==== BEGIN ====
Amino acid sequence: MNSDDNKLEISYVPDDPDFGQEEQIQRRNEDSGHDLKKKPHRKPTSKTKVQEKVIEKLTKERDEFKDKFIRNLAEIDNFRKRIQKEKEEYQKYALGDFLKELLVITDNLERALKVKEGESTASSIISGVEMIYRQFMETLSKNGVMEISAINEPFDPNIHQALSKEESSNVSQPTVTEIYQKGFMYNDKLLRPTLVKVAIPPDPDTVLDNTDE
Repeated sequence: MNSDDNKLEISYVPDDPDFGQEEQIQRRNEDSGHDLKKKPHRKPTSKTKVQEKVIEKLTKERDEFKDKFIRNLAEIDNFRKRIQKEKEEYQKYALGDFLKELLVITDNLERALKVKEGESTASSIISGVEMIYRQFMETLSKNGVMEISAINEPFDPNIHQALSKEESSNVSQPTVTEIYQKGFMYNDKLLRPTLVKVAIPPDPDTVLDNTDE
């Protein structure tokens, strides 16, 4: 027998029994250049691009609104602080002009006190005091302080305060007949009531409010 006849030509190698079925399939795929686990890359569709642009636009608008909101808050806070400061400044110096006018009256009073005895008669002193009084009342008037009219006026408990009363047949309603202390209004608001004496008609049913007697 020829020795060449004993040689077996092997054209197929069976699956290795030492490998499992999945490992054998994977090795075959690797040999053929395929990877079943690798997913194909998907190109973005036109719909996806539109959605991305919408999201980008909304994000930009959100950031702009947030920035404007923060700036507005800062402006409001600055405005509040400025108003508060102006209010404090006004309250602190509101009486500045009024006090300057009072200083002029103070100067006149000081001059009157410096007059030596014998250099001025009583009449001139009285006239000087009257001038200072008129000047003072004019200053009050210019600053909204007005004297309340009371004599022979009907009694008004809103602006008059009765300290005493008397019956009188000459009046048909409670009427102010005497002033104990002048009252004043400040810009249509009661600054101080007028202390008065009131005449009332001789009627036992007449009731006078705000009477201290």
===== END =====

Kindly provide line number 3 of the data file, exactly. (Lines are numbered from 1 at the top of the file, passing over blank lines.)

């Protein structure tokens, strides 16, 4: 027998029994250049691009609104602080002009006190005091302080305060007949009531409010 006849030509190698079925399939795929686990890359569709642009636009608008909101808050806070400061400044110096006018009256009073005895008669002193009084009342008037009219006026408990009363047949309603202390209004608001004496008609049913007697 020829020795060449004993040689077996092997054209197929069976699956290795030492490998499992999945490992054998994977090795075959690797040999053929395929990877079943690798997913194909998907190109973005036109719909996806539109959605991305919408999201980008909304994000930009959100950031702009947030920035404007923060700036507005800062402006409001600055405005509040400025108003508060102006209010404090006004309250602190509101009486500045009024006090300057009072200083002029103070100067006149000081001059009157410096007059030596014998250099001025009583009449001139009285006239000087009257001038200072008129000047003072004019200053009050210019600053909204007005004297309340009371004599022979009907009694008004809103602006008059009765300290005493008397019956009188000459009046048909409670009427102010005497002033104990002048009252004043400040810009249509009661600054101080007028202390008065009131005449009332001789009627036992007449009731006078705000009477201290």